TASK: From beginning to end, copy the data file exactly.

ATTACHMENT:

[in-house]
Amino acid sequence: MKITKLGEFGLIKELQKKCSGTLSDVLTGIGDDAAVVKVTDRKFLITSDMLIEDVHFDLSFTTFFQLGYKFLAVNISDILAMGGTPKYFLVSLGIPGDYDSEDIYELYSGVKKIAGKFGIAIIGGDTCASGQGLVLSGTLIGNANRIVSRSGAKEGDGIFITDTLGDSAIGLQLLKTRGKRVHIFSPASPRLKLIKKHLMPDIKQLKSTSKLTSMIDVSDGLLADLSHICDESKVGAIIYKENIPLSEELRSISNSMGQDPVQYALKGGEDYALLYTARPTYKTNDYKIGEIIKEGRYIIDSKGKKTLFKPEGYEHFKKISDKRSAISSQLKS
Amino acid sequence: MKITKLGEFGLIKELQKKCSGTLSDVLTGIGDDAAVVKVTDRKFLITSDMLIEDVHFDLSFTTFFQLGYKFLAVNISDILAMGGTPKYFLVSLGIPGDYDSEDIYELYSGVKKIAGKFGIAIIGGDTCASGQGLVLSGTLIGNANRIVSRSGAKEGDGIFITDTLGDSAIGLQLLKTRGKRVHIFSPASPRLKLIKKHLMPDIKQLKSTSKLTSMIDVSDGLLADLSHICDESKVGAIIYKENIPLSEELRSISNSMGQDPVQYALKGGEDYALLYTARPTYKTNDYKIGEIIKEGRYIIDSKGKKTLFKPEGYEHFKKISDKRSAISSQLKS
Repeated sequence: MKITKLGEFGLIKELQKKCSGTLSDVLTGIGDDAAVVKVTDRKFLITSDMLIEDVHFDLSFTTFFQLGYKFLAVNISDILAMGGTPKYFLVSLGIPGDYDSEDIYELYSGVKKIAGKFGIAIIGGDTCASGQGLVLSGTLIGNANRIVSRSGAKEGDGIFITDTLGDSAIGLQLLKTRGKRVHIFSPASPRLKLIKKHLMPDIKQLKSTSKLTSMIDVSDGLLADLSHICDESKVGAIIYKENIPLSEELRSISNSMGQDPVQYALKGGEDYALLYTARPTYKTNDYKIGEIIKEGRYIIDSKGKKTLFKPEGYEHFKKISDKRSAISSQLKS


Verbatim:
[in-house]
Amino acid sequence: MKITKLGEFGLIKELQKKCSGTLSDVLTGIGDDAAVVKVTDRKFLITSDMLIEDVHFDLSFTTFFQLGYKFLAVNISDILAMGGTPKYFLVSLGIPGDYDSEDIYELYSGVKKIAGKFGIAIIGGDTCASGQGLVLSGTLIGNANRIVSRSGAKEGDGIFITDTLGDSAIGLQLLKTRGKRVHIFSPASPRLKLIKKHLMPDIKQLKSTSKLTSMIDVSDGLLADLSHICDESKVGAIIYKENIPLSEELRSISNSMGQDPVQYALKGGEDYALLYTARPTYKTNDYKIGEIIKEGRYIIDSKGKKTLFKPEGYEHFKKISDKRSAISSQLKS
Amino acid sequence: MKITKLGEFGLIKELQKKCSGTLSDVLTGIGDDAAVVKVTDRKFLITSDMLIEDVHFDLSFTTFFQLGYKFLAVNISDILAMGGTPKYFLVSLGIPGDYDSEDIYELYSGVKKIAGKFGIAIIGGDTCASGQGLVLSGTLIGNANRIVSRSGAKEGDGIFITDTLGDSAIGLQLLKTRGKRVHIFSPASPRLKLIKKHLMPDIKQLKSTSKLTSMIDVSDGLLADLSHICDESKVGAIIYKENIPLSEELRSISNSMGQDPVQYALKGGEDYALLYTARPTYKTNDYKIGEIIKEGRYIIDSKGKKTLFKPEGYEHFKKISDKRSAISSQLKS
Repeated sequence: MKITKLGEFGLIKELQKKCSGTLSDVLTGIGDDAAVVKVTDRKFLITSDMLIEDVHFDLSFTTFFQLGYKFLAVNISDILAMGGTPKYFLVSLGIPGDYDSEDIYELYSGVKKIAGKFGIAIIGGDTCASGQGLVLSGTLIGNANRIVSRSGAKEGDGIFITDTLGDSAIGLQLLKTRGKRVHIFSPASPRLKLIKKHLMPDIKQLKSTSKLTSMIDVSDGLLADLSHICDESKVGAIIYKENIPLSEELRSISNSMGQDPVQYALKGGEDYALLYTARPTYKTNDYKIGEIIKEGRYIIDSKGKKTLFKPEGYEHFKKISDKRSAISSQLKS